it depends on the train current&) and RN. different traction power substation locations,
There are two basic approaches to maintain varying the resistances within the negative and
the voltage developed across the negative positive circuits, changing the effective negative
return system within the desired limits, circuit to earth resistances, etc.
assuming a given propulsion power
requirement: a) Increase the conductance of This type of computer study provides the
the negative return circuit; b) Reduce the information that can be used as the basis for
maximum distance between the load and decisions regarding what level of stray currents
power source as also noted above, which could occur under various loading and operating
means spacing between traction power conditions. This information provides a basis
substations would need to be reduced, which for evaluating the stray current effects on
may result in an increase of the number of underground utility or other underground
substations. metallic structures and decisions on trade-offs
between stray current control versus mitigation.
The third factor affecting the stray current
magnitudes in the model of Figure 1 is the
negative circuit to earth resistance, referred to

rail connections for special trackwork.
Cross-bonding between rails to maintain
equal potentials of all rails.
Insulating the impedance bond tap
connections fiom the housing case.
Insulating switch machines at the switch
Utilizing separate traction power
substations for the main line, yard and
shop. Shop tracks are solidly grounded
for maintenance personnel safety.
Installing rail insulators to electrically
isolate the mainline from the yard and
the yard from the shop.
Maintaining as close substation spacing
as practicable.
Maintaining electrical continuity in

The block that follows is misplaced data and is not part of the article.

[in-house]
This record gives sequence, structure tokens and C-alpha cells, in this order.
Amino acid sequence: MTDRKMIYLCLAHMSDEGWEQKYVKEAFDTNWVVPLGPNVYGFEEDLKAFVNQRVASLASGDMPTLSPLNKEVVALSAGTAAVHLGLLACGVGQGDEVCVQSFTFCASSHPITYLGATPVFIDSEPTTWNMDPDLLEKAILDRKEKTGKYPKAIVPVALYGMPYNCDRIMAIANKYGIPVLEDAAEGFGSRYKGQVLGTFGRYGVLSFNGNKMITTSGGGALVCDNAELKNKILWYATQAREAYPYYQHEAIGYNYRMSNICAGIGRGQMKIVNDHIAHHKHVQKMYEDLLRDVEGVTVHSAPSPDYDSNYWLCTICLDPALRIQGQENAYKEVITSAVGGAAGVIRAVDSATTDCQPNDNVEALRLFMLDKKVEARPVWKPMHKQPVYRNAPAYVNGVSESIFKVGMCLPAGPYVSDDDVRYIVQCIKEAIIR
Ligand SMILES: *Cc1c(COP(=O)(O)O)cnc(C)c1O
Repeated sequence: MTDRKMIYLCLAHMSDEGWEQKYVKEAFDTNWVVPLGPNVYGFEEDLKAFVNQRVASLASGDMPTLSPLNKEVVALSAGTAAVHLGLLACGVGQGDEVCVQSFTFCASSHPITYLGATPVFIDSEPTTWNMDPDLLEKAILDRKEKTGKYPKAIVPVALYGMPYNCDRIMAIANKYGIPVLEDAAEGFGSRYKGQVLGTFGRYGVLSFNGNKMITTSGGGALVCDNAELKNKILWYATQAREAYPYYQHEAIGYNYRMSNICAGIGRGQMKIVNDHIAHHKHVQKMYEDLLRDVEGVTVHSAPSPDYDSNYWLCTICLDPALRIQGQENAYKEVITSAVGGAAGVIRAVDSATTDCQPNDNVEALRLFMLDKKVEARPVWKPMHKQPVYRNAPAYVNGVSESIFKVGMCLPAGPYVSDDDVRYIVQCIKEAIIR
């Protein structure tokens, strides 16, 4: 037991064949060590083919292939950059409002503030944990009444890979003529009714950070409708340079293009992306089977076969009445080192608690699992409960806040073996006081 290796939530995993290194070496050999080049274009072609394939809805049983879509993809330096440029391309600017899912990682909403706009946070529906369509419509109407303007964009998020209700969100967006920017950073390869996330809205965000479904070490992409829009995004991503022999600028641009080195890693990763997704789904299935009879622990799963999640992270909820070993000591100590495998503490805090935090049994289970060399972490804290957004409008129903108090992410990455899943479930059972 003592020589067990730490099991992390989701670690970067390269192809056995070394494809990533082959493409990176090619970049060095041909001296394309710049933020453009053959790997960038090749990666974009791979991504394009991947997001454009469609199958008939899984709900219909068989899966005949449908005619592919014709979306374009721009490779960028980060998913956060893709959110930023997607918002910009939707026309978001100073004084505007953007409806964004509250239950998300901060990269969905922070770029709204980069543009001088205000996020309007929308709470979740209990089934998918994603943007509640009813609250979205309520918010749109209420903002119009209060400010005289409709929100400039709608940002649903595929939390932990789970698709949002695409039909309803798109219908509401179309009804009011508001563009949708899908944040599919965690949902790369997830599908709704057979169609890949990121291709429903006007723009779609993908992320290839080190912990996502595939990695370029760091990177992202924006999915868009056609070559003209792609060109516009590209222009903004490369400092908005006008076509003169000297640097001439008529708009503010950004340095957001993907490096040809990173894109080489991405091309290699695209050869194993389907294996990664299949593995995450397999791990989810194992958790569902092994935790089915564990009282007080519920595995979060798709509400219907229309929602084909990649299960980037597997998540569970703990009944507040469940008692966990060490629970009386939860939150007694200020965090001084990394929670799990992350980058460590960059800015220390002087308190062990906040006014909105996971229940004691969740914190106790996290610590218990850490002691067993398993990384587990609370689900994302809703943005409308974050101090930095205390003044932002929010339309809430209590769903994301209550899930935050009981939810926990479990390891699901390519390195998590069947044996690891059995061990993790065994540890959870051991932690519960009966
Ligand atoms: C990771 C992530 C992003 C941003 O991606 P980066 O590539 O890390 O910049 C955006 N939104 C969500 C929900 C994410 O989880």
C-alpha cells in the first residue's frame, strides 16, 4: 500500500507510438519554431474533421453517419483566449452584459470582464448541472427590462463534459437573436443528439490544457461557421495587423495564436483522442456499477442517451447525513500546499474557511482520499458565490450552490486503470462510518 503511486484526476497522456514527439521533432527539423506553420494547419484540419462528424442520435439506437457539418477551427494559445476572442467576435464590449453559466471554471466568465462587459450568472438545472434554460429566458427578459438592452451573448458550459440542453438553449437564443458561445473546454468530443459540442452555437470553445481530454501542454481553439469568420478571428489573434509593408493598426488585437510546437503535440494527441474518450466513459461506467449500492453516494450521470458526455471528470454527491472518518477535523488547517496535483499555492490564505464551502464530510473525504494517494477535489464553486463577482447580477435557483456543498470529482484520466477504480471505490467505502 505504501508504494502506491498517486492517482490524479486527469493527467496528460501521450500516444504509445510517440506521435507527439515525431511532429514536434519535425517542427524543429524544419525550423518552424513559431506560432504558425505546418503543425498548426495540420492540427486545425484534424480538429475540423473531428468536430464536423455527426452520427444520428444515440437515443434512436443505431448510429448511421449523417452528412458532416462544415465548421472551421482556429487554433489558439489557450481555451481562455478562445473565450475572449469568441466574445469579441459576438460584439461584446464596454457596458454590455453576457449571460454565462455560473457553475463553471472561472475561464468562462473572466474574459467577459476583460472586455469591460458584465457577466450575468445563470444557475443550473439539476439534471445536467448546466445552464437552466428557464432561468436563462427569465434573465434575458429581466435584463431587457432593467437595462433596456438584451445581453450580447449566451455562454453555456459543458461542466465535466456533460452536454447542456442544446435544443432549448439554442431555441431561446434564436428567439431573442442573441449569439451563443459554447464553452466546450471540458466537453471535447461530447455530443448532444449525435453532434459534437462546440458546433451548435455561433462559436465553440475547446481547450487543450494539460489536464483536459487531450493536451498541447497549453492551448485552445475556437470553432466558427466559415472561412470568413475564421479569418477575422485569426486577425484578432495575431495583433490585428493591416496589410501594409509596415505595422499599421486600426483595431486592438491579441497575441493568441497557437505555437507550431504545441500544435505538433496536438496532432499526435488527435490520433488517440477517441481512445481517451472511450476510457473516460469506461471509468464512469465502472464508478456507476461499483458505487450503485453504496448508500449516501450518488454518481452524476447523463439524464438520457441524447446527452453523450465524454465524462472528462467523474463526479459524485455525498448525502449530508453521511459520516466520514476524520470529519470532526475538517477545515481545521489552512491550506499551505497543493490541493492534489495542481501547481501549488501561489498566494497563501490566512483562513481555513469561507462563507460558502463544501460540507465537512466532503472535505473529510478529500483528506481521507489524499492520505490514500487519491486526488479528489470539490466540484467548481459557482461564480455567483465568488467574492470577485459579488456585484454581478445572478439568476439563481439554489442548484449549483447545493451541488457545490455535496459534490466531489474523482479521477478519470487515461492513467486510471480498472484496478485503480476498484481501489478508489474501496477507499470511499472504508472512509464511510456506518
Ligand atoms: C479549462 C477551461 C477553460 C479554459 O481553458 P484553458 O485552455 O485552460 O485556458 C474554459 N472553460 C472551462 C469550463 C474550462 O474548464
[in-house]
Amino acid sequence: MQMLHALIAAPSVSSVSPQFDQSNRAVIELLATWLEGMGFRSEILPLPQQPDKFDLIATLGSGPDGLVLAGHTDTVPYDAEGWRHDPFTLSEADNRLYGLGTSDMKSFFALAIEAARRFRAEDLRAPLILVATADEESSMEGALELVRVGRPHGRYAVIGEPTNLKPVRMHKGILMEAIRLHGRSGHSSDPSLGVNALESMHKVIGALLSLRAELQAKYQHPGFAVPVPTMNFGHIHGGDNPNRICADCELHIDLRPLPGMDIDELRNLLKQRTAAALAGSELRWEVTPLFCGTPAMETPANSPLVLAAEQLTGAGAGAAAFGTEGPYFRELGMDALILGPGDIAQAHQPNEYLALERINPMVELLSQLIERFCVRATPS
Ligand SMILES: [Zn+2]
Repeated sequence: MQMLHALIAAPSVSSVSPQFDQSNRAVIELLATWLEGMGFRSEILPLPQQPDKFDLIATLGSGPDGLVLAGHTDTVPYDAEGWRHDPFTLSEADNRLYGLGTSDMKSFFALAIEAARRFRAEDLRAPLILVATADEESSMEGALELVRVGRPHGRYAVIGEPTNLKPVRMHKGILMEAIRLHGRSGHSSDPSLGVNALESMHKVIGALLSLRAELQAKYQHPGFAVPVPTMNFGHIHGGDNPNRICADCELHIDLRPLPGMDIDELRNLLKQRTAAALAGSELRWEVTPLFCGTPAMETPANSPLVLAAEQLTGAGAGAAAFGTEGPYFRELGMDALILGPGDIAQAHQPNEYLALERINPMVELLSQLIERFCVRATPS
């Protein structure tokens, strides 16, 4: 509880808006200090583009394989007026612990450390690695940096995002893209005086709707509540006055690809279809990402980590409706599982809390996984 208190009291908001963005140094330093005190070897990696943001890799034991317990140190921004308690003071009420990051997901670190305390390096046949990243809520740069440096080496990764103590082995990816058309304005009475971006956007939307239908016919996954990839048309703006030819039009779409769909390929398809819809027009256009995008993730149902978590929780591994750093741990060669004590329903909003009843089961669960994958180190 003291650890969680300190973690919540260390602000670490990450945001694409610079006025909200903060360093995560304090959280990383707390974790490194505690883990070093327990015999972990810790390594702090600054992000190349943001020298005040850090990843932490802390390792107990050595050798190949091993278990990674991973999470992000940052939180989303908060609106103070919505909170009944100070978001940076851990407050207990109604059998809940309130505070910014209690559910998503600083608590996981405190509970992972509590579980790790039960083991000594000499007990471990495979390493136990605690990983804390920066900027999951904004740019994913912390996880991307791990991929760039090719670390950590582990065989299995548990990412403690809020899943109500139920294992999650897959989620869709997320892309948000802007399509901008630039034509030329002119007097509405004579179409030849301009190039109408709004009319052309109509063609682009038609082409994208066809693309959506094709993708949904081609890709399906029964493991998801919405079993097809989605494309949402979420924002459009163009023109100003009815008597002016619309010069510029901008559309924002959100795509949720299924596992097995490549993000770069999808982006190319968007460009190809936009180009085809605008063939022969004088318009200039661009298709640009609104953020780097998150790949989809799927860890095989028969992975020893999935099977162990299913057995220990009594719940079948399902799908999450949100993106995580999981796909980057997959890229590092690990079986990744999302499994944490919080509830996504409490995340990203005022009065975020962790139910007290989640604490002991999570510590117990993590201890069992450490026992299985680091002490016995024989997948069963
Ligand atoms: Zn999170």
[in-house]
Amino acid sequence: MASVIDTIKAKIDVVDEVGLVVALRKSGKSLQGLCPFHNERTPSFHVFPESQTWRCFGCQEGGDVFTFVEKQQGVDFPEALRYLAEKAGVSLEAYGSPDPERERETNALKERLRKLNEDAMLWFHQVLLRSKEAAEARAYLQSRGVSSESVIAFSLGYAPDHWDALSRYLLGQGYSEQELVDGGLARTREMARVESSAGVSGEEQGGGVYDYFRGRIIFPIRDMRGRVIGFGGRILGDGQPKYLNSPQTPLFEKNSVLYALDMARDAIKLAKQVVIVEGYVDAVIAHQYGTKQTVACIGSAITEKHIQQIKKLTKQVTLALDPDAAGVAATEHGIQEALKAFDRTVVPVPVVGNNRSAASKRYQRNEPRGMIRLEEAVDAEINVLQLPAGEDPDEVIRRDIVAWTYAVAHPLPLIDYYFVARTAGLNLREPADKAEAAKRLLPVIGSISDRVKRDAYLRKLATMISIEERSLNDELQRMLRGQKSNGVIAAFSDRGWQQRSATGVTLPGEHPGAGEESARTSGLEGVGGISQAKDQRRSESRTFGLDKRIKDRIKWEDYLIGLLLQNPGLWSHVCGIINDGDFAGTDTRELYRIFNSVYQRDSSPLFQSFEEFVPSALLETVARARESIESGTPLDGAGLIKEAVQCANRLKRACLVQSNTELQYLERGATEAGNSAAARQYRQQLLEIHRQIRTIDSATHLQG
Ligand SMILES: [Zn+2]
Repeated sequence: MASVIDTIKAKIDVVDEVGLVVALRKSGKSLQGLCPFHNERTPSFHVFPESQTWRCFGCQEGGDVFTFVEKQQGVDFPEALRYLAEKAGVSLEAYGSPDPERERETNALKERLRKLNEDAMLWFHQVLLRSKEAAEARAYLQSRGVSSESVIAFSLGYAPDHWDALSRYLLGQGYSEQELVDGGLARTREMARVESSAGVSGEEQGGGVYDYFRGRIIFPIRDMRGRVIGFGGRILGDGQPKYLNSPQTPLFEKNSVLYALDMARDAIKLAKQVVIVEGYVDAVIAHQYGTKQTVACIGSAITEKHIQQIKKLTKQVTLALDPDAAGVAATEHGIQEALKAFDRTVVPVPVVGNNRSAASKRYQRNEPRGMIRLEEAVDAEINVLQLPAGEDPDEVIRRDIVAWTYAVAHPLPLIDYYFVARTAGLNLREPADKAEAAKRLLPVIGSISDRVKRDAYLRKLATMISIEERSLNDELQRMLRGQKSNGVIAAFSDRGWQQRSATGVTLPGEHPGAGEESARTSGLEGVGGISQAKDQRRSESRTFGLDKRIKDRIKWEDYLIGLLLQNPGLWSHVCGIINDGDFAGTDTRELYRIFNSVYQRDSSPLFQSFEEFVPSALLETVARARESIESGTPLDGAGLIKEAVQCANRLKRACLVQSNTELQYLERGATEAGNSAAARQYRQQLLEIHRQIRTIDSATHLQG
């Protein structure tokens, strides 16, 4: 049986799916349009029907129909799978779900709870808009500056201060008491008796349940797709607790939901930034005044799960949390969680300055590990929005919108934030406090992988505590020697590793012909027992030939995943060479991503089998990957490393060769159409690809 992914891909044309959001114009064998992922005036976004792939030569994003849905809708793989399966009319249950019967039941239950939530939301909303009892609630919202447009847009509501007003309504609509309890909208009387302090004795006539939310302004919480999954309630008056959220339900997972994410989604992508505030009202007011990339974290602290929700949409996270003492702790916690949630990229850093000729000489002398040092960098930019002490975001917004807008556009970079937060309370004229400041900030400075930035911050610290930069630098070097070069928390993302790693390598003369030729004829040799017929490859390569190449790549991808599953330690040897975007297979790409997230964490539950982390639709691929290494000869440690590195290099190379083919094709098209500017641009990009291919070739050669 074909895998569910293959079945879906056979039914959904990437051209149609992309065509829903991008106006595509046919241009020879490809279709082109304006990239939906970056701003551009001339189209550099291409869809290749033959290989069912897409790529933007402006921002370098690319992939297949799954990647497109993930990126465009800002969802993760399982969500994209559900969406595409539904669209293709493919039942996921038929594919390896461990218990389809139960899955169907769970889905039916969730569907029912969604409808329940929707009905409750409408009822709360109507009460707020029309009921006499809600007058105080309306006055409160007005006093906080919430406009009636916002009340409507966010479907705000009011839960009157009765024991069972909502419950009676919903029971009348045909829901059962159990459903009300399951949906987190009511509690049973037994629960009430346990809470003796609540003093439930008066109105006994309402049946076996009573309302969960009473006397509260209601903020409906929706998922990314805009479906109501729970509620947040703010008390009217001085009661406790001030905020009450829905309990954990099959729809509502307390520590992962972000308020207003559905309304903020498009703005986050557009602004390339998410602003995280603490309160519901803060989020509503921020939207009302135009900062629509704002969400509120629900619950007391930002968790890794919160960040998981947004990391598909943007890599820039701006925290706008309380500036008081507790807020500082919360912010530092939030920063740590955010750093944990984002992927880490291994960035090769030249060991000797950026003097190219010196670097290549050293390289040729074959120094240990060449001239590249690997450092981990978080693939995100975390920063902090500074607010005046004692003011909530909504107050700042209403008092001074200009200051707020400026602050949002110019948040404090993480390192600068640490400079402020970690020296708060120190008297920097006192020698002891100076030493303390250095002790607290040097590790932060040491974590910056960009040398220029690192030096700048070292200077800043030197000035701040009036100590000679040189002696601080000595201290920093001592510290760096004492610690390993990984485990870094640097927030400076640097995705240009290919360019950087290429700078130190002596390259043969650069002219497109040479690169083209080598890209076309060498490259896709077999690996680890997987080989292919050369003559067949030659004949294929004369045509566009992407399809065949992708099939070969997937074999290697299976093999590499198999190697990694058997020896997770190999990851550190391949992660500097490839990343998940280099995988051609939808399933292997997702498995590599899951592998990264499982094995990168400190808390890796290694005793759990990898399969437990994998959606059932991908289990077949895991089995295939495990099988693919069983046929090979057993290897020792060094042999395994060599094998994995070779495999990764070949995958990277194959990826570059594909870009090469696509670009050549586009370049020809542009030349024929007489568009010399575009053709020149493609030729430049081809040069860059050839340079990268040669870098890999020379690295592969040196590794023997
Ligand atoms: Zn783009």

tunnel liners and reinforcing steel.
Maintaining an on-going maintenance
Figure 2-Computer Simulation Stray program that monitors rail-to-earth
Current Model resistance values, keeps trackbed areas
clean and well-drained.
Stray Current Control
Track-to-Earth Voltages
The following accepted rail industry
standards have been used in recent rail transit As mentioned earlier, stray currents can be
system designs to achieve an electrically controlled effectively by increasing the track-to-
isolated rail system to control stray currents: earth resistance values. However, a well
insulated negative return system will also cause
a Insulating pads and clips on concrete the increased track-to-earth voltages.
a Insulating direct fixation fasteners on The relationships between the voltages, V, ,V,
aerial structures. and VGs& shown in the basic circuit model of
Coating the rails and encasing the Figure 1 are summarized below:
track slab with an insulating
membrane where the rails are
embedded in the roadway areas.
a Minimizing the stray current leakage
path through raivballast contact by
maintaining the ballast at a minimum
of 1-inch below the bottom of the
0 Bonding 'railjumpers at mechanical